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Cybersecurity & Standards, European Policy, Government Surveillance

Warrantless Surveillance under Section 702 of the FISA Amendments Act: Myths and Facts

On October 6, 2015, the Court of Justice of the European Union issued a judgment invalidating the EU-US Safe Harbor Agreement, the legal basis upon which thousands of US companies had relied in order to transfer European users’ data to the United States for processing and/or storage. The CJEU took this action after concluding that the agreement failed to ensure that Europeans’ personal data would not be subject to excessive or otherwise abusive US surveillance practices, particularly those of the kind that occur under Section 702 of the Foreign Intelligence Surveillance Amendments Act of 2008.

Section 702 surveillance activities include PRISM, through which the NSA compels US companies to turn over users’ communications without a warrant, and ‘upstream’ acquisition, through which the NSA seizes virtually all Internet-based communications flowing into or out of the United States and searches the content of those that are text-based (such as e-mails and instant messages).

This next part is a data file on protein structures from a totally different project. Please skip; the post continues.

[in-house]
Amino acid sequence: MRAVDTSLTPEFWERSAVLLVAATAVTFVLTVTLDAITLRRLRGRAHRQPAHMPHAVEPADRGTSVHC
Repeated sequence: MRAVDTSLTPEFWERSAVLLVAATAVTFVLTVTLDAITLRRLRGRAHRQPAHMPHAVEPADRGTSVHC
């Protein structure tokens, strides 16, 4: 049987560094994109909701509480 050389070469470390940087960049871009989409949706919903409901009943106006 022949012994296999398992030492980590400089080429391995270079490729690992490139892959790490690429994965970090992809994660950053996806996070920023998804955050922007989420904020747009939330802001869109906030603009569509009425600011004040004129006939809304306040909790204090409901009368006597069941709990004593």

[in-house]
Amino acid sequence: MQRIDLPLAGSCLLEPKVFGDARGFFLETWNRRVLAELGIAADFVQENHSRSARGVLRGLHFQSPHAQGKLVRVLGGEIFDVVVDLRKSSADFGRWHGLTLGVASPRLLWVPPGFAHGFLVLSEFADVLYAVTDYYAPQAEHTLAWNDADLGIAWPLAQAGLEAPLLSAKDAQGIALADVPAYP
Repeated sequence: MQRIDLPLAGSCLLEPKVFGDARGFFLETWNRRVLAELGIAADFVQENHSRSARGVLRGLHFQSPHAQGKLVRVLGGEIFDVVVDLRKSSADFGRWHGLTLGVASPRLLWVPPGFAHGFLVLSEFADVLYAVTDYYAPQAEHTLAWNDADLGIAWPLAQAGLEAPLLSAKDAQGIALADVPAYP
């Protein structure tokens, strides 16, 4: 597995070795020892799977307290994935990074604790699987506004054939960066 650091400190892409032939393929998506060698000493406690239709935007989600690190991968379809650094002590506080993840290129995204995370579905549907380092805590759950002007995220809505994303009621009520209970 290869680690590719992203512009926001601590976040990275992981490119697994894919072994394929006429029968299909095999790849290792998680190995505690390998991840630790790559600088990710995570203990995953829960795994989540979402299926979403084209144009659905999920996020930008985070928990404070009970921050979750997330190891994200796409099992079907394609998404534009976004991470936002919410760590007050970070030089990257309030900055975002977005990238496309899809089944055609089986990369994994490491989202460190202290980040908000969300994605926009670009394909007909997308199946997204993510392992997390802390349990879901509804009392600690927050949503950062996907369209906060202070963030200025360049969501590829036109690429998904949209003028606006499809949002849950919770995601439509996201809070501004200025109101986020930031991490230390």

Elements of the US government have long sought to portray Section 702 surveillance as limited and protective of privacy. This explainer by CDT and other civil society groups on the myths and realities of warrantless Section 702 surveillance sets the record straight about Section 702.